Dolphin repeatedly ram his head against the side of his tank in & # 39; Singapore aquarium & # 39;
& # 39; Depressive & # 39; dolphin repeatedly ram his head against the side of his tank in & # 39; Singapore aquarium & # 39; in images released by animal kingdom
- A dolphin was filmed repeatedly and rammed its head against the clear side of its aquarium
- Alleged images were made in the aquarium on Sentosa Island, Singapore
- Empty The Tanks Animal Charity posted images on social media to address issues
- Resorts World Sentosa claimed that the animals express themselves like this & # 39; curiosity & # 39; behave
A dolphin was repeatedly filmed as he slammed his head against the wall of his aquarium while being held in an aquarium in Singapore.
Images of the allegedly troubled animal caught in Resorts World Sentosa (RWS) S.E.A. Aquarium on Sentosa Island appeared on social media last week.
The video that was filmed last year by a concerned member of the public was then sent to the American campaign group Animal The Tanks.
In the 30-second clip you can see the dolphin hitting himself against the clear glass panels in front of the audience.
Experts said the animal probably acted from & # 39; boredom, neurosis or depression & # 39 ;.
More than 20 dolphins are kept in the resort's Dolphin Island exhibition, where an aquarium spokesperson could not confirm that the recordings were made on RWS.
The dolphin was repeatedly filmed and hit the glass panels in an aquarium. A campaign group said it was taken by an audience member at Resorts World Sentosa's (RWS) S.E.A. Aquarium in Sentosa island, Singapore
Dr. Naomi Rose, a marine mammal scientist who works for the US-based Animal Welfare Institute, said the dolphin showed signs of stereotypes – the repetition of an action, often in zoo animals, with no apparent purpose.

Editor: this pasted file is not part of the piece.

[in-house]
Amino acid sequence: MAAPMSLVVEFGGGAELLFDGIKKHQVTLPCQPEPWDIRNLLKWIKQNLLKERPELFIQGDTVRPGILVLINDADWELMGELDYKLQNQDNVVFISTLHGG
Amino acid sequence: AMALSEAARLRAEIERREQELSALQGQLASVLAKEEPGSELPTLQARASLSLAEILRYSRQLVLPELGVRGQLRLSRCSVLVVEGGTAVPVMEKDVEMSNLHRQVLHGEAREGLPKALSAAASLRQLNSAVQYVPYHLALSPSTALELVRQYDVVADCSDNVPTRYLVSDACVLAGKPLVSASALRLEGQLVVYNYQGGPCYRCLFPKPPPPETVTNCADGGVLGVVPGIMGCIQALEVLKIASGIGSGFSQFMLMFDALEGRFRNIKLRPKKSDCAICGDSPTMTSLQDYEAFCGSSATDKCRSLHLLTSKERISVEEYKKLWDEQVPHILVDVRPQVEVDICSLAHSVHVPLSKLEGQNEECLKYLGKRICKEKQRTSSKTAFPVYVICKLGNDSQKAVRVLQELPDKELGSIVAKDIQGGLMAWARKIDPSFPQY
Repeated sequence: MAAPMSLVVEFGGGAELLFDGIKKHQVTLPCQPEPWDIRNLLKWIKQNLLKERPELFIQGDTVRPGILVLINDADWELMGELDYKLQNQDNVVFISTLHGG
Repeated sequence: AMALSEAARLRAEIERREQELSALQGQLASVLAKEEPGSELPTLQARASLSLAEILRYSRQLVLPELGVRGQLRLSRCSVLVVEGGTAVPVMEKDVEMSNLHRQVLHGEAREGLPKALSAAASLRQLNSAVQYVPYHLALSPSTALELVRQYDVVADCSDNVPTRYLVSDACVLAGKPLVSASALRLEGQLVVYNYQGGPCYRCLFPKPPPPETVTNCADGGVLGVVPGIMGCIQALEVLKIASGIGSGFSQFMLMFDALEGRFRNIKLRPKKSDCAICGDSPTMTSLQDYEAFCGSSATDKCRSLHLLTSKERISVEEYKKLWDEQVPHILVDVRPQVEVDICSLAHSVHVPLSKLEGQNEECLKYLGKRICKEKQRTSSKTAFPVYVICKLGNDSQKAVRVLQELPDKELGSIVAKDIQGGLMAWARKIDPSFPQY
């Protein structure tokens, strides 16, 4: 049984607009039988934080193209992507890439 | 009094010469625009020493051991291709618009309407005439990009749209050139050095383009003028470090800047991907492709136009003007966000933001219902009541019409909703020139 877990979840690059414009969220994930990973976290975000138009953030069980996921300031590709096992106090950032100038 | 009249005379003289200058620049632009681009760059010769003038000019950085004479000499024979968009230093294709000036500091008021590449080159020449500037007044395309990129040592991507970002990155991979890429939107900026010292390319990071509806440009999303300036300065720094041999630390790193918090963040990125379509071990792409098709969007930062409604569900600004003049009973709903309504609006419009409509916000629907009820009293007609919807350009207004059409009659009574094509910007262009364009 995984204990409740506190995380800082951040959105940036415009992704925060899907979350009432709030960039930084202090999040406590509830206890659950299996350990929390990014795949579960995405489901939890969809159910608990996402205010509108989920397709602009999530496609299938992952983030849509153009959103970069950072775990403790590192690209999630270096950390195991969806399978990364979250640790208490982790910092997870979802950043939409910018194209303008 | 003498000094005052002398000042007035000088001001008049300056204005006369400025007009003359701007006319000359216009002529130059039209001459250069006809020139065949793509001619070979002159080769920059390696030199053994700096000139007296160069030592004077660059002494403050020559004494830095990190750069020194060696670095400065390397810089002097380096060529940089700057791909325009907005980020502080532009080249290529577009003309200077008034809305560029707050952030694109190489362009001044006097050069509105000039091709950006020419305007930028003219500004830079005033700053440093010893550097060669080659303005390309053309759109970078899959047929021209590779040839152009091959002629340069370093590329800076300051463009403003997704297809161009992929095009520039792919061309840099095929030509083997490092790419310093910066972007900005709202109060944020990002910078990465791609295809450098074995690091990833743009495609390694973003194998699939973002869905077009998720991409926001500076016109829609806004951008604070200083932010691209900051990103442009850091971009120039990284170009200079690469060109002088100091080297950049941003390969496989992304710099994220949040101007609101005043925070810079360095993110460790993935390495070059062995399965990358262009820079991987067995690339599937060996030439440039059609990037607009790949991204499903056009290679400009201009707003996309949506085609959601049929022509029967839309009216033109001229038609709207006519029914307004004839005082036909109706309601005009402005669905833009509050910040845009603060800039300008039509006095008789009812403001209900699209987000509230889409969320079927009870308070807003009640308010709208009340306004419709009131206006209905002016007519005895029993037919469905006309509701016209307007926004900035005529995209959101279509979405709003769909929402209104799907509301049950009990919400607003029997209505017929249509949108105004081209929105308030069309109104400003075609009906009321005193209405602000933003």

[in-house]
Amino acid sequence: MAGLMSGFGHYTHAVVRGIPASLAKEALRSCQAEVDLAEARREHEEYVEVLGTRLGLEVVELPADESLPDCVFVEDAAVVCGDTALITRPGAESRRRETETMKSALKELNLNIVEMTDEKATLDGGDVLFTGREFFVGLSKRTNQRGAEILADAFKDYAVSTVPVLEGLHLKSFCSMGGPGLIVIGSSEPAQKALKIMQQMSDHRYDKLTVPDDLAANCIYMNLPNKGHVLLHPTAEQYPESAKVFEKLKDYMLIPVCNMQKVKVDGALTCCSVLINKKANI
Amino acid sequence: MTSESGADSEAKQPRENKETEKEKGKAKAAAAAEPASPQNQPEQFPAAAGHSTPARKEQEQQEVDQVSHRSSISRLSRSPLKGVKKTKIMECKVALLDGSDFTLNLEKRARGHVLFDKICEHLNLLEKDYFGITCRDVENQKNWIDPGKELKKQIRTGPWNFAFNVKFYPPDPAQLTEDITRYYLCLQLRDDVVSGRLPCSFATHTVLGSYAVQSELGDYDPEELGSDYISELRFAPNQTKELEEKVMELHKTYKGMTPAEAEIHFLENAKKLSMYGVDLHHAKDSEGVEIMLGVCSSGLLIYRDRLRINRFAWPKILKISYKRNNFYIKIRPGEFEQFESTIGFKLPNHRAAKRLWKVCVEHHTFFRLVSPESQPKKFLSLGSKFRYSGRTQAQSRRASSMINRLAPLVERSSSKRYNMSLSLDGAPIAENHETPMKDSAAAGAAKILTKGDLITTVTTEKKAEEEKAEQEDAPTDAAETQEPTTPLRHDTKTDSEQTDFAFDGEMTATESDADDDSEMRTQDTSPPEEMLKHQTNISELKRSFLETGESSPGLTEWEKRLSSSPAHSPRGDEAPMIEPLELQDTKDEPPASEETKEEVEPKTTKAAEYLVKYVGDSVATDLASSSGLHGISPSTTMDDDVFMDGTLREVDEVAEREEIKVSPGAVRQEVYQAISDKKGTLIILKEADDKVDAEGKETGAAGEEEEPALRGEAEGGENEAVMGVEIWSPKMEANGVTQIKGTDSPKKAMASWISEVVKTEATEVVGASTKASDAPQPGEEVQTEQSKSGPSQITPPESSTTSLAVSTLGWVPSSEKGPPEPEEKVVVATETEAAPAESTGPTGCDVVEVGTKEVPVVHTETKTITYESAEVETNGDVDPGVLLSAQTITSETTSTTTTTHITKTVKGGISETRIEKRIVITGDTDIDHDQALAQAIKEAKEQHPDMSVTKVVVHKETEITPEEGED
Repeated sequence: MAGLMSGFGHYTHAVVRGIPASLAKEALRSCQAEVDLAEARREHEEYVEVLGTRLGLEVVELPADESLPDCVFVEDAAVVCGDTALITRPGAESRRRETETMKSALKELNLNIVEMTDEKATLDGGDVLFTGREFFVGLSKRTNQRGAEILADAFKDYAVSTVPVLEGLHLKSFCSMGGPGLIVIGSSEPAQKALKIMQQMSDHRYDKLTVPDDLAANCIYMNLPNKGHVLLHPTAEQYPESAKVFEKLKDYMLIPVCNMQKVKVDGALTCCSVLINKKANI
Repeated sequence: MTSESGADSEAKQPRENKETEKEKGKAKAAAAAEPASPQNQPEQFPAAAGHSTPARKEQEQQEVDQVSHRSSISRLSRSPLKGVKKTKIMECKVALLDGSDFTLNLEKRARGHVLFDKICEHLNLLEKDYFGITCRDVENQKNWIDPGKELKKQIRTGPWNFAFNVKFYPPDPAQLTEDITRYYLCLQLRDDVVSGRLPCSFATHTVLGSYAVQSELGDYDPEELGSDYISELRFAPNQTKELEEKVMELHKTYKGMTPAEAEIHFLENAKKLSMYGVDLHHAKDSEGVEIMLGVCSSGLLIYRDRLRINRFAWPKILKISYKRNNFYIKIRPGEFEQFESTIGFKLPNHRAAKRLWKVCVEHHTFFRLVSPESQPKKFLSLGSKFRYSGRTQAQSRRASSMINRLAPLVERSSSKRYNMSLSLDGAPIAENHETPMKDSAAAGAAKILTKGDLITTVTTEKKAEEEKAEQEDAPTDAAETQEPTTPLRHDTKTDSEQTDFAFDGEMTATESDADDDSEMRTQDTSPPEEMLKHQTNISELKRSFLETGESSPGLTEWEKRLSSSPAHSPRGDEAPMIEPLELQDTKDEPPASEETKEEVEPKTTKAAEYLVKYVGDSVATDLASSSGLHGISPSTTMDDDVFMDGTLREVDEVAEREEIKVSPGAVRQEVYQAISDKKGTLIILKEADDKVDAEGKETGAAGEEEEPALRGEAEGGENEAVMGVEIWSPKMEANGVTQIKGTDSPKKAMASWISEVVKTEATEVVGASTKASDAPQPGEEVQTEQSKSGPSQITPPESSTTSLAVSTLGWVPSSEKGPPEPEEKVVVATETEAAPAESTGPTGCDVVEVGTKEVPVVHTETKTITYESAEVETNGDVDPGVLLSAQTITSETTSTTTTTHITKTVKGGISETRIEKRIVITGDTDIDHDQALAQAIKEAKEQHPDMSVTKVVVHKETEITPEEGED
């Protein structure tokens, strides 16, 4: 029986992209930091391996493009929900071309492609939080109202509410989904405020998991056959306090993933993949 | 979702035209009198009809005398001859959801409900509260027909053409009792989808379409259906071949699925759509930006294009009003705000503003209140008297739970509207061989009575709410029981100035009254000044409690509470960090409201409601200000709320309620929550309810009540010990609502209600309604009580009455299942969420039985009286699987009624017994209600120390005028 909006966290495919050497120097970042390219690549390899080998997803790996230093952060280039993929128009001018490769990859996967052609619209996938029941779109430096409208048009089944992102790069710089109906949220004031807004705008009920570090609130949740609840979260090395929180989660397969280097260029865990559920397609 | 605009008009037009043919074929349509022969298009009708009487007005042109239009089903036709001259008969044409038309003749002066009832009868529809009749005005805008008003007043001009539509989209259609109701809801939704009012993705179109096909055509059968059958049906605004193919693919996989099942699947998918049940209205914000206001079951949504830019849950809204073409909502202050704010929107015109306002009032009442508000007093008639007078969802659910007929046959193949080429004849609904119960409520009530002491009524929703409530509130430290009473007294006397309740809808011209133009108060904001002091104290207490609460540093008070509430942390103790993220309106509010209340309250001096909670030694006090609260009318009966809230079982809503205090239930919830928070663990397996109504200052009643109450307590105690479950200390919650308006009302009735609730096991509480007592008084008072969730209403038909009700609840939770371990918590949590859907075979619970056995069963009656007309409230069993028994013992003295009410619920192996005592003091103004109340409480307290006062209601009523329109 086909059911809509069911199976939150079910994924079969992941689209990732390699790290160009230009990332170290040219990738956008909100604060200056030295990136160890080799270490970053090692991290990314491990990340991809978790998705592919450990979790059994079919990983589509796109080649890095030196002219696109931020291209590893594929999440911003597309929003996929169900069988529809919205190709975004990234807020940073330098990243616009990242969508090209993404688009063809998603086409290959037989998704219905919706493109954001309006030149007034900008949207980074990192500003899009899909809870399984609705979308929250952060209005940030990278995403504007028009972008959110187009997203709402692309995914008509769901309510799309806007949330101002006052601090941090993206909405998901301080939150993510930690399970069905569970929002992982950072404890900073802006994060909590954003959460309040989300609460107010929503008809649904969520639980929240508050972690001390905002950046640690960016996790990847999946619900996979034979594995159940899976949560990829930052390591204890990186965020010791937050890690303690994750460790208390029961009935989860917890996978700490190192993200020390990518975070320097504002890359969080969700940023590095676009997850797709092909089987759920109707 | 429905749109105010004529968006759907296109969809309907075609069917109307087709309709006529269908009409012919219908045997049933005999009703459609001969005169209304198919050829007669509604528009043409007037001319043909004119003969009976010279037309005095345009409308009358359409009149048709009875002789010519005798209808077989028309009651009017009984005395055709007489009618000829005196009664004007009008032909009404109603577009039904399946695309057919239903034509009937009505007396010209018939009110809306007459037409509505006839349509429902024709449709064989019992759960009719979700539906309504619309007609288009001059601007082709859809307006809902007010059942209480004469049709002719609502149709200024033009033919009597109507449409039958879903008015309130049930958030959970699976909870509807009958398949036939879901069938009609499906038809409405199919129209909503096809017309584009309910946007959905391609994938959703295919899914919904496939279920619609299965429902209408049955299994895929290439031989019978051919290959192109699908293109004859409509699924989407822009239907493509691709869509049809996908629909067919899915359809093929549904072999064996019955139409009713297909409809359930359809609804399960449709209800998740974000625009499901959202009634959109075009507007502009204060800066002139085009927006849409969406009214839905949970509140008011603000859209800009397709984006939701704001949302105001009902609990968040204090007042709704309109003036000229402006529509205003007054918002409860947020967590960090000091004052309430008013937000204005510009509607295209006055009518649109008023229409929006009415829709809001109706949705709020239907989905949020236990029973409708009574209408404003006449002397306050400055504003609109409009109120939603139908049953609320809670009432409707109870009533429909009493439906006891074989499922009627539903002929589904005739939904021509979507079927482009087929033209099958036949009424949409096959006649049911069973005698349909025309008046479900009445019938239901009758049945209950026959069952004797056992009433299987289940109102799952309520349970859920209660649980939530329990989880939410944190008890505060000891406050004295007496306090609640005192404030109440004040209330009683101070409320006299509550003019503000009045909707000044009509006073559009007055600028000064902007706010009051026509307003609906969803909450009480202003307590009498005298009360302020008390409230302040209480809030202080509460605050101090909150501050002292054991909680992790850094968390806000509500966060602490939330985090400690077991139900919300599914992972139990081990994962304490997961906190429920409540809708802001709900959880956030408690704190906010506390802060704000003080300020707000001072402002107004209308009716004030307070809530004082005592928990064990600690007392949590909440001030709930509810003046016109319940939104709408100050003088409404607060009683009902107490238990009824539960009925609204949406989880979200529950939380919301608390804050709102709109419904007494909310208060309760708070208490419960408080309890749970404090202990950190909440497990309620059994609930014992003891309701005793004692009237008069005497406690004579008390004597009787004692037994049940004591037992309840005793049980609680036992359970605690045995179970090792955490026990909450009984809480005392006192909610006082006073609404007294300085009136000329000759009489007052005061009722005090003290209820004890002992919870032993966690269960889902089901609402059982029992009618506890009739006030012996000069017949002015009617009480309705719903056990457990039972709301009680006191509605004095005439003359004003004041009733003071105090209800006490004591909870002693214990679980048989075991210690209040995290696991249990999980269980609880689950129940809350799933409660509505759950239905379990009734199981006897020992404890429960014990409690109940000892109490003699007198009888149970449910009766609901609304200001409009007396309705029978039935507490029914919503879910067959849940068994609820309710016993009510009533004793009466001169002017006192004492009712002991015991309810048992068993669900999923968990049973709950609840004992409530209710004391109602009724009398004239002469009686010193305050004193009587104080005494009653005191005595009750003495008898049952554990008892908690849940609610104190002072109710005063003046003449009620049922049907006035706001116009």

She said The Straits Times: & # 39; This kind of repetitive, pointless, even self-damaging behavior is the essence of stereotypes. It is a sign of boredom, neurosis, depression.
& # 39; It's hard to say exactly what's going on here, but it's definitely a sign of poor emotional health. & # 39;
The video has been viewed more than 240,000 times and has nearly 2,000 shares since Empty The Tanks posted it on Facebook on Sunday.
In addition to the video, a caption claimed that it was taken at the resort and that the & # 39; disturbing behavior & # 39; mentioned a number of reasons why & # 39; dolphins don't belong in captivity & # 39 ;.
Rachel Carbary, founder of Empty The Tanks calling for an end to the captivity of dolphins and whales, said the animal & # 39; disturbing & # 39; behaved.
& # 39; We shared this video on social media in the hope of paying more attention to the fate of these conscious animals that are still suffering in captivity. & # 39;
Resorts World Sentosa (RWS) would not confirm that the recordings were made in the aquarium, but a spokesperson claimed that it was not unusual for dolphins to act like this out of & # 39; curiosity & # 39;
Dr. Chua Tze Hoong, Group Director of Animal and Veterinary Service (AVS) at the National Parks Board in Singapore, said his veterinarians visited the RWS dolphin enclosure on Thursday and no & # 39; abnormal & # 39; have seen behavior during the visit, according to local media reports.
RWS said the behavior was not unusual for dolphins and was only due to the & # 39; curiosity & # 39; from the animal to people and its environment.
The aquarium said in a statement Coconuts Singapore: & # 39; We are not sure about the source of the video, but we can share some natural behavioral characteristics of dolphins.
& # 39; Dolphins have a natural curiosity about people and their environment. They are also very social and like to play with other dolphins, & the statement said.
& # 39; As part of their natural behavior, they communicate with each other via echolocation, make high clicks and other playful actions, such as spurring objects with their rostrums to attract attention. & # 39;
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